(Houston) We will know Monday morning who will be the first Canadian in history to venture beyond Earth orbit.
NASA and the Canadian Space Agency will introduce the four astronauts who will lead the next stage of an ambitious plan to establish a long-term presence on the Moon.
The crew will be made up of three Americans and a Canadian, making Canada and the United States the only two countries to venture so far into space.
Artemis II is scheduled to launch as early as November 2024 and will be the first crewed mission to the Moon since the last Apollo mission flew in 1972.
The crew will orbit the Earth, and propel themselves hundreds of thousands of miles away for a figure-8 maneuver around the Moon, before their momentum carries them home.
The plan is to put a man and a woman on the Moon in 2025 with a view to the ultimate goal: eventually sending astronauts to Mars.
President Joe Biden spoke of this goal last month in his speech to Parliament, seizing the Artemis mission as a towering symbol of Canada’s limitless potential, neck and neck with the United States.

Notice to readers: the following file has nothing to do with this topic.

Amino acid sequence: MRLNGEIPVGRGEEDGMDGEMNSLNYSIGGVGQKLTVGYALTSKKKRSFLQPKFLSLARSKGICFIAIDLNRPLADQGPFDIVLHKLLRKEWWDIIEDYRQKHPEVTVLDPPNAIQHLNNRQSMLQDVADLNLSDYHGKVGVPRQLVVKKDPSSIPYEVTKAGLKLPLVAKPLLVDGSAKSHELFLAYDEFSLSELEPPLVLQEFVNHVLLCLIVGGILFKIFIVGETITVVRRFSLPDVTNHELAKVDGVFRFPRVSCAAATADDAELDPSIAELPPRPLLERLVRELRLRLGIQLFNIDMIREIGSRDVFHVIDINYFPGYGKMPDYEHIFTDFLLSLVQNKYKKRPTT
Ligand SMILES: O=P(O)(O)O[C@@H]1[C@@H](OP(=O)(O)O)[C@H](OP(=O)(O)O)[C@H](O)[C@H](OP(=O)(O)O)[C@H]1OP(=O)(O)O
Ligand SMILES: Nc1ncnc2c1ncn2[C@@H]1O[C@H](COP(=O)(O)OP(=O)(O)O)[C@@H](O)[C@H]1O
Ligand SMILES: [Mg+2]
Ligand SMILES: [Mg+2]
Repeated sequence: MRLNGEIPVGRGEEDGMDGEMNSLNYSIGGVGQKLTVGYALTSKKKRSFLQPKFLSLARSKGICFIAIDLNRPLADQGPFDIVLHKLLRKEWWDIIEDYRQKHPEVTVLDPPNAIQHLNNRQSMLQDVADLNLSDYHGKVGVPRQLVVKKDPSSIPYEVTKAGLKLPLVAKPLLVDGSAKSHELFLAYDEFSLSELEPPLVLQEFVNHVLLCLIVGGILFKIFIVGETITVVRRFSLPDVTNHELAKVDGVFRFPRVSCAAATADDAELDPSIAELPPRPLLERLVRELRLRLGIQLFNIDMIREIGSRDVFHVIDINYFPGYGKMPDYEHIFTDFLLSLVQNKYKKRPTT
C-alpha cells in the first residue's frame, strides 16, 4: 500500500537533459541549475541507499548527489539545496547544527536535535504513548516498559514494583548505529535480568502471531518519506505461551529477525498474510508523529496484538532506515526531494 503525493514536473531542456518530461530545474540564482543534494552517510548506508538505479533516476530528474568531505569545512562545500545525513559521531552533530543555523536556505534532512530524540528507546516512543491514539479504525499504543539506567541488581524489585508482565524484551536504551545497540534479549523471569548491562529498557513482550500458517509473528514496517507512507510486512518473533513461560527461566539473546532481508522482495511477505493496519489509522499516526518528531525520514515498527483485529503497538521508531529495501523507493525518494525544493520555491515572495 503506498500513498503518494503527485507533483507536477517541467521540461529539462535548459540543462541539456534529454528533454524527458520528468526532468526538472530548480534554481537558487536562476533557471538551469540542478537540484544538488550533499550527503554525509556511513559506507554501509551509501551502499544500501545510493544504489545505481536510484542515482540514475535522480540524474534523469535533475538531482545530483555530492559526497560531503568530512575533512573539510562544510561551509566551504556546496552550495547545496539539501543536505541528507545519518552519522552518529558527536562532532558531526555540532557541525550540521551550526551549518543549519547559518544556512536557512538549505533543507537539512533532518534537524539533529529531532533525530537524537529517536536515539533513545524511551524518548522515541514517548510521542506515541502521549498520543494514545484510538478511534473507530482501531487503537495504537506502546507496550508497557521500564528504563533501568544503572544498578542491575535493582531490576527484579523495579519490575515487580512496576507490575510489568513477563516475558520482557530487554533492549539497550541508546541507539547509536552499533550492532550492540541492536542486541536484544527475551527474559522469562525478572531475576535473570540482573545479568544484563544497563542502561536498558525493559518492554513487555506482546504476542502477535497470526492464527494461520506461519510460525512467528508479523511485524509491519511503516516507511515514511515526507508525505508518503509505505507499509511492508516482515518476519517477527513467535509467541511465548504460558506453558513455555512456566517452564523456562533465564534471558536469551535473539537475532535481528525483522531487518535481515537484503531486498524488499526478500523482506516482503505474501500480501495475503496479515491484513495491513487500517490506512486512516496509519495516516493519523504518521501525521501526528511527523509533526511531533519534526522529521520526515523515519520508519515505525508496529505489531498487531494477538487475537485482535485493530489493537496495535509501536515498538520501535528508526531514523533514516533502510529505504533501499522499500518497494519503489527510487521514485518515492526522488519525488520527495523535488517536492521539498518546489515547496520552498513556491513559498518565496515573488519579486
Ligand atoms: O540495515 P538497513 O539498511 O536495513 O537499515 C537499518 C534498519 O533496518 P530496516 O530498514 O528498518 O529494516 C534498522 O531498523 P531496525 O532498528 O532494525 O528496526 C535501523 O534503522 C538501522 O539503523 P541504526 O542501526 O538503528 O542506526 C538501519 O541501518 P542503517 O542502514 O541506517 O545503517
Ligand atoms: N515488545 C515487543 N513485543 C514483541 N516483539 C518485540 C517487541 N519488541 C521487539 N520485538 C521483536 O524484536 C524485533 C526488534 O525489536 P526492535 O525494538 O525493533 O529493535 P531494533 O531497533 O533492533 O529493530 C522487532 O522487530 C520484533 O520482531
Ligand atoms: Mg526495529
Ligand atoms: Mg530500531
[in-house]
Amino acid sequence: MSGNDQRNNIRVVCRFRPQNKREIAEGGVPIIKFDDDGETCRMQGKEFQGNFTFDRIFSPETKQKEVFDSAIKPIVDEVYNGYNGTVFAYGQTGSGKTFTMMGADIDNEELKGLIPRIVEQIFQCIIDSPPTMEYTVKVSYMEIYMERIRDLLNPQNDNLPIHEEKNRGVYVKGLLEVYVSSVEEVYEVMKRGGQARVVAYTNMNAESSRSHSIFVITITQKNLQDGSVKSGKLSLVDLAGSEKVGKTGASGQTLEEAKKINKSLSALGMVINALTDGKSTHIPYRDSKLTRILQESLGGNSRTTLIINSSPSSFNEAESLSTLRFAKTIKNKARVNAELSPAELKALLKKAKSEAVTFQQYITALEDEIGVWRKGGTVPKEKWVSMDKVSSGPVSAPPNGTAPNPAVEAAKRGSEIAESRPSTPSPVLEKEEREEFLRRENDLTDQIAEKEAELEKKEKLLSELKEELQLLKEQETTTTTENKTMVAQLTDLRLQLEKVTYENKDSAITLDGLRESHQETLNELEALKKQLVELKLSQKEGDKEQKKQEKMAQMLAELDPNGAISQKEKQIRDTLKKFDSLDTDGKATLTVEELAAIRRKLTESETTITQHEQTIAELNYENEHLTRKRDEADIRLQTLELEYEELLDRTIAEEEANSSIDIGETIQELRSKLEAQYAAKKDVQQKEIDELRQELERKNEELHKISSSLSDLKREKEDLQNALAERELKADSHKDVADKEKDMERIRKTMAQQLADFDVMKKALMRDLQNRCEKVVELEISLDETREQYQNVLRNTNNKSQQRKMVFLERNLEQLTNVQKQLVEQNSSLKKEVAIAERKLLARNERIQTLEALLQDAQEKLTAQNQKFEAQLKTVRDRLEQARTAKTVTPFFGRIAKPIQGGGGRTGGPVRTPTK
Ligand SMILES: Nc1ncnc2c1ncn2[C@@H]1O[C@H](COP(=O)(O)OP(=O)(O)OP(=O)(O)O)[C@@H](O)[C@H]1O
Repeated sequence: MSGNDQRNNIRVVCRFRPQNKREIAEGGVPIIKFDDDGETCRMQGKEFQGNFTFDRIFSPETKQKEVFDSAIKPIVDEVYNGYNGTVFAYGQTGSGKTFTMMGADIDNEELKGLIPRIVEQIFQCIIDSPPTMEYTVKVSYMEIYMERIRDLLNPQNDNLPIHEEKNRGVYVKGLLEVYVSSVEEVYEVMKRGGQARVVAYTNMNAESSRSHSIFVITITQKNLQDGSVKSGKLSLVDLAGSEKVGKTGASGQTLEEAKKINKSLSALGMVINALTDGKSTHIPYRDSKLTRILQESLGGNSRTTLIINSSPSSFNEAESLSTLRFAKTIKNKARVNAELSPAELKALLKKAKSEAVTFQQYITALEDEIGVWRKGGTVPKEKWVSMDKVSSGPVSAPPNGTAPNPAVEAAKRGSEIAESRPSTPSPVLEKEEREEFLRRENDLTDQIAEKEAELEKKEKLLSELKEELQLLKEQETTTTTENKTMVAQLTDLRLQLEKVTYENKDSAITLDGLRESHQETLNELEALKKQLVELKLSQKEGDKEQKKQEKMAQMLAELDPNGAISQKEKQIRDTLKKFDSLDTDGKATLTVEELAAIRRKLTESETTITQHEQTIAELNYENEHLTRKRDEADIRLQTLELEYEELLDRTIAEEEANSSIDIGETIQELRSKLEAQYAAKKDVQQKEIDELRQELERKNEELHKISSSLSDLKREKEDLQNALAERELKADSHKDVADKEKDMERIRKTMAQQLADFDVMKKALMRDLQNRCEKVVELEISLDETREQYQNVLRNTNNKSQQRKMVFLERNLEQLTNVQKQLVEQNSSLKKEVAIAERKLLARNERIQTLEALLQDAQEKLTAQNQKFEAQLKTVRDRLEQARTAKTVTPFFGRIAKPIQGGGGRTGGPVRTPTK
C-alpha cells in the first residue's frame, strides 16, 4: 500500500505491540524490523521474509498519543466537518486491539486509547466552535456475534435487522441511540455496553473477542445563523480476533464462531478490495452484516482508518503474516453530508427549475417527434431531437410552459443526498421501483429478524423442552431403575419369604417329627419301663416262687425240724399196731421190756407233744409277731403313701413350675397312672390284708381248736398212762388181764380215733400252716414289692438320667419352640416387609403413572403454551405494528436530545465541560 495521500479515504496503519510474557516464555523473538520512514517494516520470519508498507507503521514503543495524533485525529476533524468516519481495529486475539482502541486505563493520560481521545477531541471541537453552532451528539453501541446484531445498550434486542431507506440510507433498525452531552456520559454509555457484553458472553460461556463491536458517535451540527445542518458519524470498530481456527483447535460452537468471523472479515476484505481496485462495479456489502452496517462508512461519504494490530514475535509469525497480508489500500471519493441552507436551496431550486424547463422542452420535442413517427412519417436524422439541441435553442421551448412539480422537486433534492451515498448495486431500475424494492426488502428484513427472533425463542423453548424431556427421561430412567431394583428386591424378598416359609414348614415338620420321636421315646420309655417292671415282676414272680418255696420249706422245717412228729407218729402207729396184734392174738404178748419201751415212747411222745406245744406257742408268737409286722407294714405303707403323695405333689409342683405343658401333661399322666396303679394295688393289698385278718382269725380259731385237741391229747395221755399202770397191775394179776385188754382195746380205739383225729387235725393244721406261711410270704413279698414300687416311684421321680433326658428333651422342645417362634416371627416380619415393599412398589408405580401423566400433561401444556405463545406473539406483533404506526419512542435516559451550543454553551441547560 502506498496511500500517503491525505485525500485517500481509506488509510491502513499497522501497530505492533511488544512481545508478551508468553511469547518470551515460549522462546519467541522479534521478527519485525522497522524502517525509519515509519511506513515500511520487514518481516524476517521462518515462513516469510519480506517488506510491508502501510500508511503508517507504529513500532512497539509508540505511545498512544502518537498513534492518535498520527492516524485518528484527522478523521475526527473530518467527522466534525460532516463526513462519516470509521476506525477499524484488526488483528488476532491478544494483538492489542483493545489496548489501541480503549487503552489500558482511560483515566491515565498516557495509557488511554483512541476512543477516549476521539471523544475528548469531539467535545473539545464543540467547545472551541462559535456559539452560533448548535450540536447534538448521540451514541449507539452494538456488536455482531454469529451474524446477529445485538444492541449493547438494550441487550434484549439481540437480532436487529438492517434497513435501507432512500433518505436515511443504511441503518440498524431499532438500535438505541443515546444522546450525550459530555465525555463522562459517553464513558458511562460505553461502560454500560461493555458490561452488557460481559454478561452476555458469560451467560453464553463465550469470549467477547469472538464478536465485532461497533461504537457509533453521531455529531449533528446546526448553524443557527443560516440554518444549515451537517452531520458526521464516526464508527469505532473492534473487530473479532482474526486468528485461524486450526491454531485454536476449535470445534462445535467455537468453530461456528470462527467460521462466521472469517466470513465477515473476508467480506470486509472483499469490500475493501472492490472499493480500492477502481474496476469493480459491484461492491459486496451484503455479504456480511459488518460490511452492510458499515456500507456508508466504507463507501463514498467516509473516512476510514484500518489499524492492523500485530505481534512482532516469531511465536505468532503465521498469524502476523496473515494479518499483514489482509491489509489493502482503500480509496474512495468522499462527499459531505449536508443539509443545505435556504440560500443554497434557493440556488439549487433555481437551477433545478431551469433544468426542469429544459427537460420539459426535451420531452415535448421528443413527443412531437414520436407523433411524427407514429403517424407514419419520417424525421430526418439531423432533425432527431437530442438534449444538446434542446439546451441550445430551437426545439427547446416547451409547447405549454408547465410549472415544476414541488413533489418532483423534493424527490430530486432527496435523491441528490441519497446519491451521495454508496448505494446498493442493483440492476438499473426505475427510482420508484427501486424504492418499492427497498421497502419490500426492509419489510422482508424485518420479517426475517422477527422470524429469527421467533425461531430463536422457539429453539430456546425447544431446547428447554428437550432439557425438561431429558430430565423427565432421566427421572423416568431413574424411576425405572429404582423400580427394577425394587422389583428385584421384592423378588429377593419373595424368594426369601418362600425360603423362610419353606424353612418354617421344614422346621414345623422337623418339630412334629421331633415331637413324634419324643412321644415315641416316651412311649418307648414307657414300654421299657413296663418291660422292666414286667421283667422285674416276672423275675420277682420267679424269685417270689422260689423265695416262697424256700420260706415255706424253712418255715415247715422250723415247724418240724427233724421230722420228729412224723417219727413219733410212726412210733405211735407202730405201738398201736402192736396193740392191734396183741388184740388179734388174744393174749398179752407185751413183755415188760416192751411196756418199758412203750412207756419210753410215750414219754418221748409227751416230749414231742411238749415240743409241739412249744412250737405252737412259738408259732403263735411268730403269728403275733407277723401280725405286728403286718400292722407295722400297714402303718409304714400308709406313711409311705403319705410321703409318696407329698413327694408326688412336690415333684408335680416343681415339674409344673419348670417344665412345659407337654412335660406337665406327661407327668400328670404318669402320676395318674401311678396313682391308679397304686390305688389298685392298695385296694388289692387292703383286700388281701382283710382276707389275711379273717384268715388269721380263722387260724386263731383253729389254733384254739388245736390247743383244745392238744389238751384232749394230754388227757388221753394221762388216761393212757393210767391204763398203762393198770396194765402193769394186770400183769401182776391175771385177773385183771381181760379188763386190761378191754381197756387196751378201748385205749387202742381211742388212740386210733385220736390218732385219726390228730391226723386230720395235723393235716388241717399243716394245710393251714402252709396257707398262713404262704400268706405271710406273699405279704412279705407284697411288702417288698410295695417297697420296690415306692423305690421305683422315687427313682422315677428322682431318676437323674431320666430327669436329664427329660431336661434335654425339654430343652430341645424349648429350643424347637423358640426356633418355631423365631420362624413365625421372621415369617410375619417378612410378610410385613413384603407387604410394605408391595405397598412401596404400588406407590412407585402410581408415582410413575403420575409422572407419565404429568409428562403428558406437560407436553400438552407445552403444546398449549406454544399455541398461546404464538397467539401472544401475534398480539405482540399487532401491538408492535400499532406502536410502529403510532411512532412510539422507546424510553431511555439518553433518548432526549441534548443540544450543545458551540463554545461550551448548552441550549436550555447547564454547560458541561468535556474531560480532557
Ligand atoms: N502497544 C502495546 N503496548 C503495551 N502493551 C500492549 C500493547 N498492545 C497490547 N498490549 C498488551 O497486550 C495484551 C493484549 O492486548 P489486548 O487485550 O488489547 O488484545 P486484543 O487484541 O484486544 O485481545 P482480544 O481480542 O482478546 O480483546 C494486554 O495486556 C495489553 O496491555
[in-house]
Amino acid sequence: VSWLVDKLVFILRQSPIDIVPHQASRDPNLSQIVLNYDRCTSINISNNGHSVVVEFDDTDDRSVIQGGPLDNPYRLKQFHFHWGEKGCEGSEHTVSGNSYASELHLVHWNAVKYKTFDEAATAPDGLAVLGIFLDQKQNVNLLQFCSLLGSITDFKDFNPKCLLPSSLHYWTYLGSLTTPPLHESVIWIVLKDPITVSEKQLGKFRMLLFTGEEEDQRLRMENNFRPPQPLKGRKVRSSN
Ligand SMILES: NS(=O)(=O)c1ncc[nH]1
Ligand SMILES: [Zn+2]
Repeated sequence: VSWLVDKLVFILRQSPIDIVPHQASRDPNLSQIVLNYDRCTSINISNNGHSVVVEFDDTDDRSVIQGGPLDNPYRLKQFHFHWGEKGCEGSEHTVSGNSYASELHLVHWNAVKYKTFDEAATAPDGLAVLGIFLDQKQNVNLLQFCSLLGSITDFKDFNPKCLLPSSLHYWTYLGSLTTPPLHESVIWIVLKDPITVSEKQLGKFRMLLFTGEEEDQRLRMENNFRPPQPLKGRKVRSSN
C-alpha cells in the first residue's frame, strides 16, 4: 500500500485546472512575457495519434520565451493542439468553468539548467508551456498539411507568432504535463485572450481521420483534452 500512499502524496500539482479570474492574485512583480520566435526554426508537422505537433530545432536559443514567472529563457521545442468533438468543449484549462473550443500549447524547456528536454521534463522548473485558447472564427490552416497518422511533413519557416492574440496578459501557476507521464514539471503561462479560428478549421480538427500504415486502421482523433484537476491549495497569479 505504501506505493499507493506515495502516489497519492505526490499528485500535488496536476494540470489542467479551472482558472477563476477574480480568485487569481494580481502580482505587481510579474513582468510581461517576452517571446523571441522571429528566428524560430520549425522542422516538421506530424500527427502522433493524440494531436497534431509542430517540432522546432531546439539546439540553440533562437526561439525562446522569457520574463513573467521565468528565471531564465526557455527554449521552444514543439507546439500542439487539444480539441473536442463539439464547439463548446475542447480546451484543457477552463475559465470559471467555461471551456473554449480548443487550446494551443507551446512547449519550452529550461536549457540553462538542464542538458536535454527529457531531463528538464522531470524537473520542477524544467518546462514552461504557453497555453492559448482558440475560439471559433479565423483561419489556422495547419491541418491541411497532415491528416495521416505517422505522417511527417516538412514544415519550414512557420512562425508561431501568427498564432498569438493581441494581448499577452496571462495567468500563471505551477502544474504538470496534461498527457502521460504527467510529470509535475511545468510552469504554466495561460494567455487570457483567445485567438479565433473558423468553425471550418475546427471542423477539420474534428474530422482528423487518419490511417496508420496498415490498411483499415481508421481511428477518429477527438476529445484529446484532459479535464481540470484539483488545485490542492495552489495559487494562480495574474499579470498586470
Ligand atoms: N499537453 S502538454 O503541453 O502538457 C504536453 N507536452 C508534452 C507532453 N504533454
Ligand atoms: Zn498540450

“We choose to return to the moon, together,” enthused President Biden, echoing famous words spoken by John F. Kennedy in 1962.
“Here on Earth, our children watching this flight will learn the names of these new pioneers. They will be the ones who will carry us into the future we hope to build: the Artemis generation. »
The current corps of Canadian astronauts is made up of just four people, including David Saint-Jacques, an astrophysicist and doctor from Montreal and the only member of the group who has ever been to space.
Mr. Saint-Jacques, 53, flew to the International Space Station in 2018. He was selected in 2009 alongside Ontarian Jeremy Hansen, 47, colonel and CF-18 pilot in the Royal Canadian Air Force.
In 2017, two Albertans swelled the ranks of the group: test pilot and Royal Canadian Air Force Lieutenant-Colonel Joshua Kutryk, 41, and Jennifer Sidey, 34, a mechanical engineer and course at the University of Cambridge.
“This is a great moment for humanity,” said Innovation Minister François-Philippe Champagne on Sunday after visiting the Johnson Space Center in Houston, where he had the opportunity to talk with astronauts and visit Mission Control.
“This time, Canada is making history with our American friends… It’s not even a new chapter. To me, it’s almost like a new book on space exploration. »